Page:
In the late 19th century, the Canadian government tried to attract immigrants from Britain and western Europe, but at first was met with only marginal success. Like other groups, Icelanders settled in Wisconsin and then Dakota Territory beginning in the 1870s. However, by the late 1880s drought, prairie fires and a severe economic depression were the catalysts that spurred the Icelanders to seek their fortune in the Canadian west. In 1888, the first wave of Icelanders deliberately chose isolated, unsurveyed country west of what is now Red Deer, Alberta. The next year, another group from Dakota Territory arrived and settled slightly north of the original settlement. The first settlement was named Tindastoll after a mountain in northern Iceland and the second settlement was named Rola meaning many hills. Neither developed into a village.
It was the Canadian government which established a government creamery in the district that led to the establishment of the Icelandic village of Markerville. The trade generated by the government creamery prompted a number of local west Icelanders to establish businesses nearby. The Icelanders named their village Markerville in honour of C.P. Marker, the dairy commissioner, whose faith in the area and the Icelanders had led to the establishment of the creamery. In its heyday, Markerville had a population of 100 people.
The Icelanders had chosen an isolated district to put down roots because of their desire to maintain as much of their language and culture for as long as possible, and the district was able to maintain its distinctive Icelandic flavour until the 1970s. It was only then, for example, that the ladies’ aid society, Vonin (hope), which had conducted all its meetings in Icelandic since its founding in 1891, was forced to adopt English as it working language.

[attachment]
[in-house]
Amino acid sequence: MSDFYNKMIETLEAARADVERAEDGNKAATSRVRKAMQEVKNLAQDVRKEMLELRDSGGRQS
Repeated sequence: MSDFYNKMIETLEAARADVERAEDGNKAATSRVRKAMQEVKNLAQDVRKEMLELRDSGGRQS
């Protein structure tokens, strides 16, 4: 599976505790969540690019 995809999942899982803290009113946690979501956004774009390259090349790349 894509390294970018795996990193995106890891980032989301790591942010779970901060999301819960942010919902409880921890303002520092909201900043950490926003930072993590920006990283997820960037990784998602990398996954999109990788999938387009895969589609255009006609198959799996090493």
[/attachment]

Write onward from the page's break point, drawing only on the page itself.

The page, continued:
Icelandic culture is very much expressed through the Icelandic language, the sagas and versifying. As long as the language is used, sagas recited and poetry recited, Icelandic culture remains alive. A newspaper out of Winnipeg, Logberg-Heimskringla, while now in English reports on west Icelander activities as well as news from “home”.
One person who exemplified the Icelanders’ tenacity in maintaining language and culture was Stephan G. Stephansson who arrived from Dakota Territory in 1889. If farming was his vocation, versifying was his avocation. Given the demands of homesteading, it is remarkable that Stephansson found time to compose a body of poetry that eventually filled six volumes that he entitled Andvokur (Sleepless Nights). Fiercely proud of his Icelandic heritage, Stephansson eulogized his homeland in countless verses while at the same time waxing eloquently about his adopted land. He was also an outspoken critic of the Icelandic Lutheran Church and, as a pacifist, of the Boer and the First World Wars. His fame as a poet grew and in 1917 the people of Iceland collected money so that he could return to Iceland for a four-month reading tour. While there, he was praised as Iceland’s best poet since the 13th century. Because he wrote virtually all his poetry in Icelandic, Stephansson is not well known among Canadians. His poetry, though, continues to be studied by schoolchildren in Iceland. His home was designated a Provincial Historic Resource in 1978 and the National Sites and Monument Board erected a plaque in Markerville on the centenary of his birth in 1953. Members of the Icelandic Farmers Union make the pilgrimage to the poet’s home every summer. Stephansson died in 1927. His grandson is Steve Benediktson.
Over the years, Icelanders from other settlements and even directly from Iceland moved to the Tindastoll-Hola district. Today, the district is proud of its Icelandic heritage although the cohesiveness of the community has changed as other groups such as the Hutterites have bought land and moved into the district. Icelandic communities in Edmonton and Calgary have formed their own dynamic clubs that follow traditional celebrations such as l>orblot. All three clubs get together in Markerville on the weekend closest to the 17 June to celebrate Icelandic National Day. The celebrations include a programme at the community centre, Fensala Hall, where the entertainment includes the crowning of the Fjallkona. The Icelandic communities in western Canada maintain close ties with Iceland through two honourary consuls, one in Edmonton and one in Calgary; the Snorri programme; and the Icelandic National League.